Short article detailing the Smithsonian's participation in researching history for The Patriot; from the July issue of Smithsonian magazine.
"Rise of a Digital Empire" by Douglas Bankston
On-line version of American Cinematographer's coverage of Ridley Scott's Gladiator
American Cinematographer May 2000 Online Features
Three additional articles on the production design, directing, and cinematography of Gladiator.
Not Such a Wonderful Life: A Look at History in Gladiator
IGN FilmForce article on the Ridley Scott-helmed film
Finally! Concentrating on the important aspects of summer blockbuster mania, Entertainment Weekly's web site offers a poll on the best and worst of Flick Fashions. Both Gladiator and The Patriot are included among the candidates.
Entertainment Weekly Online article contrasting Hollywood's mightiest swordsmen; vote for your favorite.
Petticoats and Politics: The 18th Century in Film
Don't forget to check our Links section for some wonderful collections of web resources on historic costume.
The Patriot: The Official Companion by Suzanne Fritz and Rachel Aberly. Carlton Books, July 2000. ISBN 1842220764 (tp 96 pp. $19.95).
The official movie tie-in comes complete with stills from the set, special in-depth interviews with the cast, director and producers, and information on how the Smithsonian Institute helped oversee the production for historical accuracy.
Gladiator by John Logan and David Franzoni. Newmarket Press (Newmarket Pictorial Moviebooks), October 2000. ISBN 1557044317 (160 pp, tp, $19.95) / ISBN 1557044287 (160 pp, hc, $32.95).
The official full-color companion book, featuring excerpts from the screenplay, historical sidebars and illustrations, details on period costumes and epic set designs, behind-the-scenes photographs from the location filming, and interviews with the screenwriters, actors, and director. Inexplicably, this is listed as an October 2000 publication, but may be available earlier based on the film's success.
Past Imperfect: History According to the Movies, edited by Mark C. Carnes, Ted Mico and John Miller-Monzon. Henry Holt, 1996. ISBN 0805037608 (tp), $17.95.
Scholars explore the filming of history in essays ranging from Jurassic Park to Apollo 13. Entries look at plot, costume design, technology, and character portrayals, examine the historical aftermath of events in the film, juxtapose film stills with historical paintings and photos, and suggest background reading.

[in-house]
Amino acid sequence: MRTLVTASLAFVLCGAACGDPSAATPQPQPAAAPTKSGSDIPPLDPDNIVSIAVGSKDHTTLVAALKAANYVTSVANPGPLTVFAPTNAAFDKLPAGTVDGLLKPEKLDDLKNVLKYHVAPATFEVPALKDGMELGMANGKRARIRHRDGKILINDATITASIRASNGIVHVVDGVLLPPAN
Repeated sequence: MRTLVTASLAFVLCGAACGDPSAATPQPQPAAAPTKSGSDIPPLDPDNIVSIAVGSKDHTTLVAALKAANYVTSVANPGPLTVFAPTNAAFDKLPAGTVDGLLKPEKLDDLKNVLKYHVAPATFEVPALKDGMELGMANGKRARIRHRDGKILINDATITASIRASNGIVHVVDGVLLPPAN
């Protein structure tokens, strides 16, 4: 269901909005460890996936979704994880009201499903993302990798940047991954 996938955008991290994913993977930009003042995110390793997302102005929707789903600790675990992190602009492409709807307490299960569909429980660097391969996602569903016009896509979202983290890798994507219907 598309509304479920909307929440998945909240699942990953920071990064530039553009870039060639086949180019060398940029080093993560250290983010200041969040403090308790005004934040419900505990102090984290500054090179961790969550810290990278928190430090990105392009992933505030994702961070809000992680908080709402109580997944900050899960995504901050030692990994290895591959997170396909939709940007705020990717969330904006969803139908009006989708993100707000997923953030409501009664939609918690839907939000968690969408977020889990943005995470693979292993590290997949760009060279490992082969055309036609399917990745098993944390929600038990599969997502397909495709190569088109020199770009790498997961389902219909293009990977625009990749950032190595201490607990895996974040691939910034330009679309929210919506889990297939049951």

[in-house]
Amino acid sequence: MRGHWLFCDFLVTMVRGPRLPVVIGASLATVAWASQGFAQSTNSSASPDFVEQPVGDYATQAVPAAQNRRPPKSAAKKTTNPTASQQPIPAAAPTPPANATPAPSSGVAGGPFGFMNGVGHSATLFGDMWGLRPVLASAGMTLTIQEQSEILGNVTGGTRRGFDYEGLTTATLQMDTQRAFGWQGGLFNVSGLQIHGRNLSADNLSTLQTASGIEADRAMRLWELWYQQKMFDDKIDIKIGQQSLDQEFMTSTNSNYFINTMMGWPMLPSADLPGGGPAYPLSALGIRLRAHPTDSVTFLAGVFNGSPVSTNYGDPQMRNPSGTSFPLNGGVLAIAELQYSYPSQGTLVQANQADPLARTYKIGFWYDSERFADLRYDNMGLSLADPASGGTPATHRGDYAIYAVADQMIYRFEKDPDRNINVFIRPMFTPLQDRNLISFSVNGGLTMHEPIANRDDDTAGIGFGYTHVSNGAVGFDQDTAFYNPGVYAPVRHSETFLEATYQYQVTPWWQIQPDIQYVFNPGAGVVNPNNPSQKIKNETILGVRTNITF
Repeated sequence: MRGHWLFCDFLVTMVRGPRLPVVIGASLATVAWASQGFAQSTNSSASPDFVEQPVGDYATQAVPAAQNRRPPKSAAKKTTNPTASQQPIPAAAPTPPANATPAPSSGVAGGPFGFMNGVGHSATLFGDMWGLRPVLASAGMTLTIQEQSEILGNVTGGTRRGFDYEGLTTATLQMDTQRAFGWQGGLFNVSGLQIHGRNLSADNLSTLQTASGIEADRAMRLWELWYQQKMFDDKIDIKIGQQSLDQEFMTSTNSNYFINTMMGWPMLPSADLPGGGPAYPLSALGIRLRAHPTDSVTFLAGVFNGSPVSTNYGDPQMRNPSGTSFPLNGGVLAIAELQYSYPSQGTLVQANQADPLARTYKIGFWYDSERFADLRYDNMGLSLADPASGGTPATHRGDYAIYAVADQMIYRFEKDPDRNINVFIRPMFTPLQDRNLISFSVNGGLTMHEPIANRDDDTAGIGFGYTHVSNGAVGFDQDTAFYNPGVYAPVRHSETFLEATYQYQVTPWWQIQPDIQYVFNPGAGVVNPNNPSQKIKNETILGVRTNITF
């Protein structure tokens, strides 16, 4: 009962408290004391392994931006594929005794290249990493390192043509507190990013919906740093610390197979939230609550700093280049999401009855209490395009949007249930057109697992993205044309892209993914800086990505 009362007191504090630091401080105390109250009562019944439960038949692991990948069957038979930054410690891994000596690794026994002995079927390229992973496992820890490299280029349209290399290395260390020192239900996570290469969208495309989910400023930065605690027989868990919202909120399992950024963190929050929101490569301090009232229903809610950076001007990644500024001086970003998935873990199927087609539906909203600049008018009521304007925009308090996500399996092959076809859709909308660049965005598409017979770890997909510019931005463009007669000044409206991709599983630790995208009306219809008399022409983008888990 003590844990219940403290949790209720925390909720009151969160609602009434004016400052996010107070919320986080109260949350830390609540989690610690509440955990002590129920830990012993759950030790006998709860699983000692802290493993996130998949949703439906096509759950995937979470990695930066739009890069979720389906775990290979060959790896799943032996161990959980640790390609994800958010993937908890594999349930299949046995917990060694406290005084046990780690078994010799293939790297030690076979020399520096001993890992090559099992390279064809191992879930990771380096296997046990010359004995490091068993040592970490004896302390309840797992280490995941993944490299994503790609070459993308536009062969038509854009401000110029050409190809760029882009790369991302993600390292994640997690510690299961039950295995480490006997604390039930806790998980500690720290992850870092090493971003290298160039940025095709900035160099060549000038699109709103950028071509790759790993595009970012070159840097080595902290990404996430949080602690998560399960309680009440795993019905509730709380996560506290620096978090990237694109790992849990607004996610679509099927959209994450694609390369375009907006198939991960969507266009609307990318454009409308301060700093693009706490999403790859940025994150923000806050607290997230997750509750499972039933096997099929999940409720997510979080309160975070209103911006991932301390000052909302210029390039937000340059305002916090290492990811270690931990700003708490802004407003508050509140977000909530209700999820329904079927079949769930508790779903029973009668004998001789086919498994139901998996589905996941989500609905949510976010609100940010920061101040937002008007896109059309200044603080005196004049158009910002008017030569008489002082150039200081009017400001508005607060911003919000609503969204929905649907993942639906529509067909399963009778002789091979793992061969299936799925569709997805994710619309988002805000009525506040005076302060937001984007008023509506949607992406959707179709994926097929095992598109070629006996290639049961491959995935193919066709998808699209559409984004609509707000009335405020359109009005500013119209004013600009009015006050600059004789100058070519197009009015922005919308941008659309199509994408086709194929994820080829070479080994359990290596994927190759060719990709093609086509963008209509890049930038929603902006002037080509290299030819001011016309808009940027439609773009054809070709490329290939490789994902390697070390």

Out of print but worth looking for:
The Hollywood History of the World by George MacDonald Fraser. New York: William Morrow, 1988. ISBN 0-688-07520-7 (hc).
Hollywood and History: Costume Design in Film by Edward Maeder. New York: Thames and Hudson, Inc. (Los Angeles County Museum of Art), 1987. ISBN 0-500-01422-1 (hc).
General coverage and reviews of current films can be found in a wide variety of general and film-oriented magazines; check your newsstands. The May issue of Premiere published a feature article on Gladiator.
Smithsonian, July 2000: The Institution's participation in the making of The Patriot is chronicled.
The May 2000 issue of American Cinematographer features Gladiator.
The July 2000 issue of Movieline has an article titled "The Gladiator Effect" correlating the film's designs with modern fashion. Includes quotes from costumer Janty Yates and some nice photos of Lucilla's costumes from the movie.
HBO's half-hour "First Look" series usually features a film just before its theatrical release. A segment on Gladiator aired in May; another for The Patriot started airing June 20th. E! has a similar regular feature, called "Behind the Scenes."
The big spring/summer screen winners are headed to smaller screens: The Patriot in October, Gladiator in November -- both can be pre-ordered from Amazon.com and other online DVD/video sources. The Gladiator DVD, in particular, promises to be a treat: 2 discs including commentary from the director, cinematographer and editor, the "Making of" HBO special, a second featurette from the Learning Channel, and over 30 minutes of footage deleted from the final film.
Return to Celluloid Wrappers